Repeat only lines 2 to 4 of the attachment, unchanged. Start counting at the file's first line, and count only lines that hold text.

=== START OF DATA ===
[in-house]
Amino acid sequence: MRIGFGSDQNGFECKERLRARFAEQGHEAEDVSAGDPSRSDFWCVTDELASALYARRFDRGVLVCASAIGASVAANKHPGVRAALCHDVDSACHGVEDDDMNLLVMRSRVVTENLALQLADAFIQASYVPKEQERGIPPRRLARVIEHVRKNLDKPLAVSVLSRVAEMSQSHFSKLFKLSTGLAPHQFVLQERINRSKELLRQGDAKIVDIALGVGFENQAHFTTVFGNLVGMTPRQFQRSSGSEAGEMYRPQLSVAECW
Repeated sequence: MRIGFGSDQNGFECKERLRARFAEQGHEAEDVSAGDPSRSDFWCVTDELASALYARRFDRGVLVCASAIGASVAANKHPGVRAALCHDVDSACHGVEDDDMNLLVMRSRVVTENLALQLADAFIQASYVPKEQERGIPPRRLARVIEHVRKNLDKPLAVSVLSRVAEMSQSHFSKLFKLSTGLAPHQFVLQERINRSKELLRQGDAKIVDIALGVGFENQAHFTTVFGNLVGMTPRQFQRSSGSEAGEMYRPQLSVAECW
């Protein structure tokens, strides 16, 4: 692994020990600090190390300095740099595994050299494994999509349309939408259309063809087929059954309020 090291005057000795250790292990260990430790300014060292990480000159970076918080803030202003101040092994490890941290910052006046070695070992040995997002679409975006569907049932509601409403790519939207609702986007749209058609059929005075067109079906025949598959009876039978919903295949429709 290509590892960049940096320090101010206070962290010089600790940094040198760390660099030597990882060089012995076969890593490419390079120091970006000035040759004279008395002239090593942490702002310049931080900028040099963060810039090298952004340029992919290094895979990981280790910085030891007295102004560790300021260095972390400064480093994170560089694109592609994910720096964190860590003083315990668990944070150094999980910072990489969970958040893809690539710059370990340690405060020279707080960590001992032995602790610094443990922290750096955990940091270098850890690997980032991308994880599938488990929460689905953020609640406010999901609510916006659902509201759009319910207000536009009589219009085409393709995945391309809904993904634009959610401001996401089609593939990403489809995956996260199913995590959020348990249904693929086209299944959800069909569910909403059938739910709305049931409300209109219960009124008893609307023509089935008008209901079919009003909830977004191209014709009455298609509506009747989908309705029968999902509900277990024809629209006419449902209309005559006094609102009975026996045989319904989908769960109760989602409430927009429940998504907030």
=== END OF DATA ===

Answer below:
Amino acid sequence: MRIGFGSDQNGFECKERLRARFAEQGHEAEDVSAGDPSRSDFWCVTDELASALYARRFDRGVLVCASAIGASVAANKHPGVRAALCHDVDSACHGVEDDDMNLLVMRSRVVTENLALQLADAFIQASYVPKEQERGIPPRRLARVIEHVRKNLDKPLAVSVLSRVAEMSQSHFSKLFKLSTGLAPHQFVLQERINRSKELLRQGDAKIVDIALGVGFENQAHFTTVFGNLVGMTPRQFQRSSGSEAGEMYRPQLSVAECW
Repeated sequence: MRIGFGSDQNGFECKERLRARFAEQGHEAEDVSAGDPSRSDFWCVTDELASALYARRFDRGVLVCASAIGASVAANKHPGVRAALCHDVDSACHGVEDDDMNLLVMRSRVVTENLALQLADAFIQASYVPKEQERGIPPRRLARVIEHVRKNLDKPLAVSVLSRVAEMSQSHFSKLFKLSTGLAPHQFVLQERINRSKELLRQGDAKIVDIALGVGFENQAHFTTVFGNLVGMTPRQFQRSSGSEAGEMYRPQLSVAECW
């Protein structure tokens, strides 16, 4: 692994020990600090190390300095740099595994050299494994999509349309939408259309063809087929059954309020 090291005057000795250790292990260990430790300014060292990480000159970076918080803030202003101040092994490890941290910052006046070695070992040995997002679409975006569907049932509601409403790519939207609702986007749209058609059929005075067109079906025949598959009876039978919903295949429709 290509590892960049940096320090101010206070962290010089600790940094040198760390660099030597990882060089012995076969890593490419390079120091970006000035040759004279008395002239090593942490702002310049931080900028040099963060810039090298952004340029992919290094895979990981280790910085030891007295102004560790300021260095972390400064480093994170560089694109592609994910720096964190860590003083315990668990944070150094999980910072990489969970958040893809690539710059370990340690405060020279707080960590001992032995602790610094443990922290750096955990940091270098850890690997980032991308994880599938488990929460689905953020609640406010999901609510916006659902509201759009319910207000536009009589219009085409393709995945391309809904993904634009959610401001996401089609593939990403489809995956996260199913995590959020348990249904693929086209299944959800069909569910909403059938739910709305049931409300209109219960009124008893609307023509089935008008209901079919009003909830977004191209014709009455298609509506009747989908309705029968999902509900277990024809629209006419449902209309005559006094609102009975026996045989319904989908769960109760989602409430927009429940998504907030």